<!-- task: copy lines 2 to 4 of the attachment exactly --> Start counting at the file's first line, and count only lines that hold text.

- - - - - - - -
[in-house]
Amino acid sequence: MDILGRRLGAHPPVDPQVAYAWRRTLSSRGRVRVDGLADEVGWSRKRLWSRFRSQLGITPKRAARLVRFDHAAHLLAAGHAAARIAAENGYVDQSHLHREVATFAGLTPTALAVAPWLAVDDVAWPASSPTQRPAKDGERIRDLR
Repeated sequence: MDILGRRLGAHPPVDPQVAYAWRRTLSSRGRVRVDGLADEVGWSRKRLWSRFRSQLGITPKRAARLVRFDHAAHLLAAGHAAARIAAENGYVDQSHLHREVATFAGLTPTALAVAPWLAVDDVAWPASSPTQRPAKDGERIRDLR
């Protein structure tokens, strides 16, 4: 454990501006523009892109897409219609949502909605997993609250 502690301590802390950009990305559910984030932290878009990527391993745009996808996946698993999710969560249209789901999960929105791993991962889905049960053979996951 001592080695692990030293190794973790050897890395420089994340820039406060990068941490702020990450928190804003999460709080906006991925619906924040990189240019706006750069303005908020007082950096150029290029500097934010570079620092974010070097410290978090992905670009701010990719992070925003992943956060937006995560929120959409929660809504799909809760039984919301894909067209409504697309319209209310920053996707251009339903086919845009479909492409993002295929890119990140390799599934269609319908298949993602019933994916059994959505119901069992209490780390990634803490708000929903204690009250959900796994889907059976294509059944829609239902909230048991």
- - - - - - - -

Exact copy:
Amino acid sequence: MDILGRRLGAHPPVDPQVAYAWRRTLSSRGRVRVDGLADEVGWSRKRLWSRFRSQLGITPKRAARLVRFDHAAHLLAAGHAAARIAAENGYVDQSHLHREVATFAGLTPTALAVAPWLAVDDVAWPASSPTQRPAKDGERIRDLR
Repeated sequence: MDILGRRLGAHPPVDPQVAYAWRRTLSSRGRVRVDGLADEVGWSRKRLWSRFRSQLGITPKRAARLVRFDHAAHLLAAGHAAARIAAENGYVDQSHLHREVATFAGLTPTALAVAPWLAVDDVAWPASSPTQRPAKDGERIRDLR
């Protein structure tokens, strides 16, 4: 454990501006523009892109897409219609949502909605997993609250 502690301590802390950009990305559910984030932290878009990527391993745009996808996946698993999710969560249209789901999960929105791993991962889905049960053979996951 001592080695692990030293190794973790050897890395420089994340820039406060990068941490702020990450928190804003999460709080906006991925619906924040990189240019706006750069303005908020007082950096150029290029500097934010570079620092974010070097410290978090992905670009701010990719992070925003992943956060937006995560929120959409929660809504799909809760039984919301894909067209409504697309319209209310920053996707251009339903086919845009479909492409993002295929890119990140390799599934269609319908298949993602019933994916059994959505119901069992209490780390990634803490708000929903204690009250959900796994889907059976294509059944829609239902909230048991």